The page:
In order to use the large number produced by the GetHashCode() as an index, we need to reduce it to the length of the dictionary while preserving the good distribution gained by our GetHashCode().

For that reason, as explained previously, .NET internally calculates the index by modeling it against the length of the list. By the way, .NET preserves the hashcode in order to use it in case the Dictionary capacity is increased at runtime. In this case .NET recalculates all items indexed with the new Length of the dictionary and replaces the items position accordingly.

A common and successful algorithm is to XOR all the return values from GetHashCode() on all fields in a type. If your type contains some mutable fields, exclude those fields from the calculations. At this point it should be clear that a poor hashcode algorithm can cause performance issues and even unreachable items (see samples in "Hands On" section below).

Default .NET Implementation

As mentioned before, mediocre GethashCode() and Equals() implementations where supplied by default by Microsoft:

System.Object doesn't have to follow rule 3, because it uses a simple sequential integer. So when you create reference types that are meant to be hash keys, you should override GetHashCode() to get a better distribution of the hash values across all integers for your specific type.

System.ValueType overrides Objects' implementations and performs a hash calculation based on the object's first Property. Rule 2 and 3 depend on the first property of an object. It must be well distributable and immutable.

NOTE: I have taken the description above, about System.ValueType implementation, from the book "Effective C#". Several tests later, I now understand that it's not always the case. .NET apparently uses a more complex algorithm. In this article we will follow "Effective C#"'s description.

Hands On

The following is an effective illustration demonstrating how small changes can lead to big differences when talking about hash based structures:

Defaul Value Implelemntation

Given a custom value struct-key, where the first field (id) of the key is always different.

    
    struct MyKey
    {
        private int id;
        private string msg;
        public MyKey(int id)
        {
            this.id = id;
            this.msg = "Hello";     
        }
    }

    private static void AddDic()
    {
        Dictionary <MyKey,int> list = new Dictionary<MyKey,int>();            
        for (int i = 0; i < 100; i++)
            list.Add( new MyKey(i), i);

    } 

The code above will take ~8 seconds on my 4 core 8MB RAM machine.

Let's say that time comes and your college made a small refactor:

    
    struct MyKey
    {
        private string msg;//* Now first field in the struct
        private int id;
        public MyKey(int id)
        {
            this.id = id;
            this.msg = "Hello";     
        }
    }

Even though she just changed the order of the fields, now the code will take ~30 seconds, because the first field of the struct is fixed and all the items are inserted in the same bucket.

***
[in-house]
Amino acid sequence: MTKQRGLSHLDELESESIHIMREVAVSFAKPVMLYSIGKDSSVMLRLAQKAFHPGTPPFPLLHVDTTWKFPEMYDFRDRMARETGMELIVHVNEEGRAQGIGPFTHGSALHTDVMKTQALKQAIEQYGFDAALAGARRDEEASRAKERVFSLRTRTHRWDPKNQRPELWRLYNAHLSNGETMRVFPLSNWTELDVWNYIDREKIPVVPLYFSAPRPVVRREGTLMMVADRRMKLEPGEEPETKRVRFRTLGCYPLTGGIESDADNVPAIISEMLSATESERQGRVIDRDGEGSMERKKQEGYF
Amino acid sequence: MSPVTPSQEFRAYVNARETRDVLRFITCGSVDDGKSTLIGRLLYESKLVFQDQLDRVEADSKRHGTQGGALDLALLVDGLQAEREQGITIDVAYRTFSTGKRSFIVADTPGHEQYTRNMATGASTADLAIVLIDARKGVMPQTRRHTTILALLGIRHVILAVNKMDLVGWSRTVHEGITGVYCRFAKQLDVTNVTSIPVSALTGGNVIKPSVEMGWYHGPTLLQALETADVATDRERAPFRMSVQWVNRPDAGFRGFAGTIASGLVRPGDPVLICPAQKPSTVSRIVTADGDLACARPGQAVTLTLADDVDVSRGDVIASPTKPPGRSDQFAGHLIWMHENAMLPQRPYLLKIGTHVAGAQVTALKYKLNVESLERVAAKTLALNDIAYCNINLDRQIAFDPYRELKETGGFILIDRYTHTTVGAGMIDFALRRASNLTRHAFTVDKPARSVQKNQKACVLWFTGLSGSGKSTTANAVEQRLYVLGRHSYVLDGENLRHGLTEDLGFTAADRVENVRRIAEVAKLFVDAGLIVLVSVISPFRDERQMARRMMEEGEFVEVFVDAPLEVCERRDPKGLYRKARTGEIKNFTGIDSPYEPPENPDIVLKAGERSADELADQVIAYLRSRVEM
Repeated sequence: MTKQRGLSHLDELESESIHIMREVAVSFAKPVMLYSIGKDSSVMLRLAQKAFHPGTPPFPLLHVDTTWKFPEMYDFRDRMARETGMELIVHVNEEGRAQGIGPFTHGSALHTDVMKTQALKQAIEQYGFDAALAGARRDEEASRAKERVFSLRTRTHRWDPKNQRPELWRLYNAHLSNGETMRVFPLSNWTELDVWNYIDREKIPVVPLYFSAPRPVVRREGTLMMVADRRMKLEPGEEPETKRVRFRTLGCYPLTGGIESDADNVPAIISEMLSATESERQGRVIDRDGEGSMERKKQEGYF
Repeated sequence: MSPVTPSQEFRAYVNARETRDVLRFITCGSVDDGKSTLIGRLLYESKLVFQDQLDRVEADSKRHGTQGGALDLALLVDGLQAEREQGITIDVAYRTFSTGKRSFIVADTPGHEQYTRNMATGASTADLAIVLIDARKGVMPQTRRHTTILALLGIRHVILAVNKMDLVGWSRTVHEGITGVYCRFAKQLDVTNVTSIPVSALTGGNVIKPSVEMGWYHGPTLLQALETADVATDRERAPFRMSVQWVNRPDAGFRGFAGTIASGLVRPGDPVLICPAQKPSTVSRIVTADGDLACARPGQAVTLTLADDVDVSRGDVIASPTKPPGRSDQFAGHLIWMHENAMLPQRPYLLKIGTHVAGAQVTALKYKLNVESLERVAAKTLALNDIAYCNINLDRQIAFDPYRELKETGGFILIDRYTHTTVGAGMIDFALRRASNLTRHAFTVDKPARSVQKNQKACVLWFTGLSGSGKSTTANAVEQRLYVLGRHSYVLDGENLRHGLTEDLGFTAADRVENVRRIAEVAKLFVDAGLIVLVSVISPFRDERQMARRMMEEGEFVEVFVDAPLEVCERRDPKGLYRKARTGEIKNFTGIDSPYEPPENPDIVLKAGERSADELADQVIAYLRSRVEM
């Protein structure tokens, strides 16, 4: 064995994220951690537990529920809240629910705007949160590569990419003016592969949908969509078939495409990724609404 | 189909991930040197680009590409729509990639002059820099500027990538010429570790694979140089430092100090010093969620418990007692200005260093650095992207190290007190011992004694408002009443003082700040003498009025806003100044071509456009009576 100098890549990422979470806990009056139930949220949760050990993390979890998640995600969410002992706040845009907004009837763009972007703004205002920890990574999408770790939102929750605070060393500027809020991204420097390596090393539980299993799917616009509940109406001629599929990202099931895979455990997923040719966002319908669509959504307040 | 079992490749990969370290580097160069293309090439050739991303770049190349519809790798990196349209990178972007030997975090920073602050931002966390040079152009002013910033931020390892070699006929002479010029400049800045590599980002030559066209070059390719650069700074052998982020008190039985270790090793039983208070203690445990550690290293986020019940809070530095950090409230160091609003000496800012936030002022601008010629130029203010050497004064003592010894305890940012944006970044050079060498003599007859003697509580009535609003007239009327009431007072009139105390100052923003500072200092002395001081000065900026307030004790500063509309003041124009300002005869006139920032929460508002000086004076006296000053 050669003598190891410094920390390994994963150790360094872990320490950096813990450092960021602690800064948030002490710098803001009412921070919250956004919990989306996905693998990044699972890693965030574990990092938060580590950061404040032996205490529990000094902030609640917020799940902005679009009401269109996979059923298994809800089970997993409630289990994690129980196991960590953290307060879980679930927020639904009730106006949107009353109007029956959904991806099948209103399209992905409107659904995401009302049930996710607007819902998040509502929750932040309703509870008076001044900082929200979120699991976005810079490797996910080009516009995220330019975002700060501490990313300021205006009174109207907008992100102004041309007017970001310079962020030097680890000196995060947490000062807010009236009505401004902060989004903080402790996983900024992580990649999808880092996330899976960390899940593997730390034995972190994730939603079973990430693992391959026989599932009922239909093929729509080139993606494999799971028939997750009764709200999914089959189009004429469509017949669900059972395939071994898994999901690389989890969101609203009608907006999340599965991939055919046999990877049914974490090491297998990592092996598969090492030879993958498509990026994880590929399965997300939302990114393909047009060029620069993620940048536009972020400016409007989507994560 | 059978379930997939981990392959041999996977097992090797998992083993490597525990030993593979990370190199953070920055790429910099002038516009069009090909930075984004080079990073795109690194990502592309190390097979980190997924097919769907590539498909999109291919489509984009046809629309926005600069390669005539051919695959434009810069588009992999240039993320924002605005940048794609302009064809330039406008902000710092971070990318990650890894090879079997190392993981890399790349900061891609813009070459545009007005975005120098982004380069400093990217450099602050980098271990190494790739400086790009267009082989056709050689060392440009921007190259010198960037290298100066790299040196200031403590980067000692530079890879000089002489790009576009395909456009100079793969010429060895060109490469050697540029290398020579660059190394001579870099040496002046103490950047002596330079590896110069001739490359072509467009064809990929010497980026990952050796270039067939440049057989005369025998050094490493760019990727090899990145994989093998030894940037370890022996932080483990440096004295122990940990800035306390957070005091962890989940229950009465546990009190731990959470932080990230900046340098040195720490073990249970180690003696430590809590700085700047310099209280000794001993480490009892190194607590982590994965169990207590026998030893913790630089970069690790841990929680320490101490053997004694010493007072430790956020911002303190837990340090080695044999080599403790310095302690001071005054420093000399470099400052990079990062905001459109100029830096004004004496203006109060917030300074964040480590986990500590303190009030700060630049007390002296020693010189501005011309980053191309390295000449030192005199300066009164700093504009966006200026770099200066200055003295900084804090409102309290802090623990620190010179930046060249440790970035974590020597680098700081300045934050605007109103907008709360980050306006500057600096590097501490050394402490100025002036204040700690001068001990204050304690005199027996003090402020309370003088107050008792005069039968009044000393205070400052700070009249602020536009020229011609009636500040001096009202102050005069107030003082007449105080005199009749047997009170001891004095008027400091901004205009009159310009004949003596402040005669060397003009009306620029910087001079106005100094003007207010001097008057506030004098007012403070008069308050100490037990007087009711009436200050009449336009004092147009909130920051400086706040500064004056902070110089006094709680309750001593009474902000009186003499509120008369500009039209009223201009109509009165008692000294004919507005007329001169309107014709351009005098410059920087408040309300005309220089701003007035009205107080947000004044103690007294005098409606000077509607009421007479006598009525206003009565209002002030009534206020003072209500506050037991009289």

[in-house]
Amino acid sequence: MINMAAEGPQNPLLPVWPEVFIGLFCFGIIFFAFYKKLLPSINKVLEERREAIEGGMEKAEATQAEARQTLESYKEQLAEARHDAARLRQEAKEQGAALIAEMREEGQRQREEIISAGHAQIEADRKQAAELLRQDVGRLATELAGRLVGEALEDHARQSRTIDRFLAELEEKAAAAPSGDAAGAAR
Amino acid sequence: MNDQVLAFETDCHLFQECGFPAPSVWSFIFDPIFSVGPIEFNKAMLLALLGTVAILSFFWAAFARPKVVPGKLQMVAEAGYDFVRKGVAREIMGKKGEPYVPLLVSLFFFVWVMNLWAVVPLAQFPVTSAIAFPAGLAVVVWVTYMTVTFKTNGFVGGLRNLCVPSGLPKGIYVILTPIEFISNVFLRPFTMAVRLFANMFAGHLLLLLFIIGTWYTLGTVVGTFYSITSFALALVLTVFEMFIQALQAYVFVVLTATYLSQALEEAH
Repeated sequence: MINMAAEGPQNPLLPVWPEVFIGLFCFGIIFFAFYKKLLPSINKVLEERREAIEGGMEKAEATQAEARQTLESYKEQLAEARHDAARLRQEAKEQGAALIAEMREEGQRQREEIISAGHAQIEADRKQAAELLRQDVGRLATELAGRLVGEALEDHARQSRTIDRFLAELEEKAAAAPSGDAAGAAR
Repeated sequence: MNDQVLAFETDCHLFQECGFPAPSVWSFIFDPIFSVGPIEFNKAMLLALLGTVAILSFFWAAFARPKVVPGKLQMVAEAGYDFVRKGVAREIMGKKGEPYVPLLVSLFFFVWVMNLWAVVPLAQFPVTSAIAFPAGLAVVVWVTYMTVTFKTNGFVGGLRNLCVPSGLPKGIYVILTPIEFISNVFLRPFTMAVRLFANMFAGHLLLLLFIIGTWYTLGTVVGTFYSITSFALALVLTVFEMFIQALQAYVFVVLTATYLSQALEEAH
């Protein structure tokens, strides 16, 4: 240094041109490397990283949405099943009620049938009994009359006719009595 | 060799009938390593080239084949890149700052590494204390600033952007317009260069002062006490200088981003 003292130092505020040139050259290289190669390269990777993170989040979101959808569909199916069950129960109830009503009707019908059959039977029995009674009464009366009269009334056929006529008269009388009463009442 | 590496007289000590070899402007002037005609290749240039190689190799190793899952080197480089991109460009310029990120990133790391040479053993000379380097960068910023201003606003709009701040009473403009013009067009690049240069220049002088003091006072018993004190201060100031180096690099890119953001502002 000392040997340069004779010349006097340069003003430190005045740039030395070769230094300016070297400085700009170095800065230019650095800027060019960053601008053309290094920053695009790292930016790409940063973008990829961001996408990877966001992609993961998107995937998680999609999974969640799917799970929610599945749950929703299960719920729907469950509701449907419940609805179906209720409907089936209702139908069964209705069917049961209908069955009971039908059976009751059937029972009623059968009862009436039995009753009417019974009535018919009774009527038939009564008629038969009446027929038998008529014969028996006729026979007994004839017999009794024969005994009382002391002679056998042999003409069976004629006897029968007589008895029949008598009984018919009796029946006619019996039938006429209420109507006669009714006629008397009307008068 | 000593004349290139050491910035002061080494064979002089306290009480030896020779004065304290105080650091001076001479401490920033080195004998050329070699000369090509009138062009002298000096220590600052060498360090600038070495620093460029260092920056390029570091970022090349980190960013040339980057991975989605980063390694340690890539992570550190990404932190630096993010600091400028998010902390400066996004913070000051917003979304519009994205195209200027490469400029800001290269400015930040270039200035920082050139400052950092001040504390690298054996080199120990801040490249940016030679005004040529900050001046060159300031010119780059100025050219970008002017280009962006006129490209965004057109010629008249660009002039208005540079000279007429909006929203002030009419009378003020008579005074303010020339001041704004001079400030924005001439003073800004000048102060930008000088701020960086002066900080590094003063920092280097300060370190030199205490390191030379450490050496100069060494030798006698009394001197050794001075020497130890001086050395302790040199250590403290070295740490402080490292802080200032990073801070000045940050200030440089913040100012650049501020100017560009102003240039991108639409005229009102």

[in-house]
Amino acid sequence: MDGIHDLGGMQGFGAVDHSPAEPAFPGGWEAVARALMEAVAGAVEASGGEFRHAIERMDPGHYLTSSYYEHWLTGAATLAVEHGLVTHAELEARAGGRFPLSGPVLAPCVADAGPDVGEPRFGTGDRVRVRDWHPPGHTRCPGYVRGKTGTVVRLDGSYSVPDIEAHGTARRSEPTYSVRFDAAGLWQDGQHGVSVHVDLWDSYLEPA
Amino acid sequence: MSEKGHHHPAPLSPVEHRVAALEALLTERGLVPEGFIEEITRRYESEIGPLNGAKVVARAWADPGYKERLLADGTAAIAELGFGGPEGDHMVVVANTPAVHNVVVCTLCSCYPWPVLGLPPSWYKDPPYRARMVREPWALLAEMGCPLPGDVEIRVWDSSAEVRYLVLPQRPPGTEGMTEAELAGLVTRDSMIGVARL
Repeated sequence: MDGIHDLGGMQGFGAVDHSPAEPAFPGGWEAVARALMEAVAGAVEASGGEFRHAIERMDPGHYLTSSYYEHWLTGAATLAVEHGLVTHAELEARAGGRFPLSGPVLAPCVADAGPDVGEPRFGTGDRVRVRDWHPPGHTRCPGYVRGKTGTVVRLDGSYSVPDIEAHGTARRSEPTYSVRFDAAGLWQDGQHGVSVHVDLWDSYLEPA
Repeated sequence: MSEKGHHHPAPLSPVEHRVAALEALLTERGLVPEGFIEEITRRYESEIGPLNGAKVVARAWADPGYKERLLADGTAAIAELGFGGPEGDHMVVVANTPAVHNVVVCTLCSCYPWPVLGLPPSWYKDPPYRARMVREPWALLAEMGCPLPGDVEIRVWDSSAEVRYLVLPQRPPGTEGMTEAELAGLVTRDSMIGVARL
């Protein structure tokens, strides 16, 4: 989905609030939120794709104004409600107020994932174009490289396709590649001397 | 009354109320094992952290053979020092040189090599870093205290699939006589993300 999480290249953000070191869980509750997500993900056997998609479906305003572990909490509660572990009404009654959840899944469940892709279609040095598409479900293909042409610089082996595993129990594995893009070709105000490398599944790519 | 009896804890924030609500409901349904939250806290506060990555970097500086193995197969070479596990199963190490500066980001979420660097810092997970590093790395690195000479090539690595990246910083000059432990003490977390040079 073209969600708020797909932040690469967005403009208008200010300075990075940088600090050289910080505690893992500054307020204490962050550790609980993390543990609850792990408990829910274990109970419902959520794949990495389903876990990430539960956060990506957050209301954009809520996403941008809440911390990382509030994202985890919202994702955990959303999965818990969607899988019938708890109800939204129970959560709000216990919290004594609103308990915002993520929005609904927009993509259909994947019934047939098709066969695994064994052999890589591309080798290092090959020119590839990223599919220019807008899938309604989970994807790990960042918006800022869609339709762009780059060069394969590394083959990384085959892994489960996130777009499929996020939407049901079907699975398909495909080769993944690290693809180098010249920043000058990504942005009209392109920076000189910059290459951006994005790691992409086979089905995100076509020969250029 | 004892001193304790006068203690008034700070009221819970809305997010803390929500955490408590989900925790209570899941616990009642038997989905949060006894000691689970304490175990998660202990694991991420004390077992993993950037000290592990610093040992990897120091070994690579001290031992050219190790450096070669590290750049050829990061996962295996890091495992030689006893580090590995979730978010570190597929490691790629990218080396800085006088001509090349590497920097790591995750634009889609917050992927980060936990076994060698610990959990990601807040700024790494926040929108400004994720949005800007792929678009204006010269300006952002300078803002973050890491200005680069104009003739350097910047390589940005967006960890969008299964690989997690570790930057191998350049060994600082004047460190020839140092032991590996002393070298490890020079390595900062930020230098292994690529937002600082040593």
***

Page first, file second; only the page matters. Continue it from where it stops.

Custom Equals & GetHashCode

The same is true with custom overridden methods. We need to make sure the hashcode is well distributed, otherwise we will suffer from the same behavior.

Let's consider a similar object-key implementation:


    
    struct MyKey
    {
        private int id;
        public MyKey(int id)
        {
            this.id = id;
        }
              
        public override bool Equals(object obj)
        {
            int int1 = ((MyKey)obj).id;
            bool equ = int1 == id;
            return equ;
        }

        public override int GetHashCode()
        {
            int hash = 1;//* Always same value
            return hash;
        }
    }

The first sample makes use of the above object-key to generate an identical hashcode for all instances.

    
        private static void AddDic()
        {
            Dictionary <MyKey , int> list = new Dictionary<MyKey, int>();

            double beforems = DateTime.Now.TimeOfDay.TotalMilliseconds;
            Console.WriteLine("Befoare Insert: " + beforems);
            for ( int i = 0; i < 100; i++)
            {
                list.Add(new MyKey(i), i);
                Console.WriteLine("----");
            }
            double afterms = DateTime.Now.TimeOfDay.TotalMilliseconds;
            Console.WriteLine("After Insert: " + afterms);

            Console.WriteLine("Total: " + (afterms - beforems));
          
            Console.ReadKey();
        } 

Adding new items into the Dictionary is very expensive, as mentioned before. When an identical hashcode is encountered, .NET tries to determine equality for all the key objects by looping throughout all the items in the specific bucket. This innocent loop of 100 items suffers from extremely low performance just because the hashcode in the custom key is always the same.

Output:

Equals - Internal Object ID:15 External Object ID: 16
Equals - Internal Object ID:14 External Object ID: 16
Equals - Internal Object ID:13 External Object ID: 16
Equals - Internal Object ID:12 External Object ID: 16
Equals - Internal Object ID:11 External Object ID: 16
Equals - Internal Object ID:10 External Object ID: 16
Equals - Internal Object ID:9 External Object ID: 16
Equals - Internal Object ID:8 External Object ID: 16
Equals - Internal Object ID:7 External Object ID: 16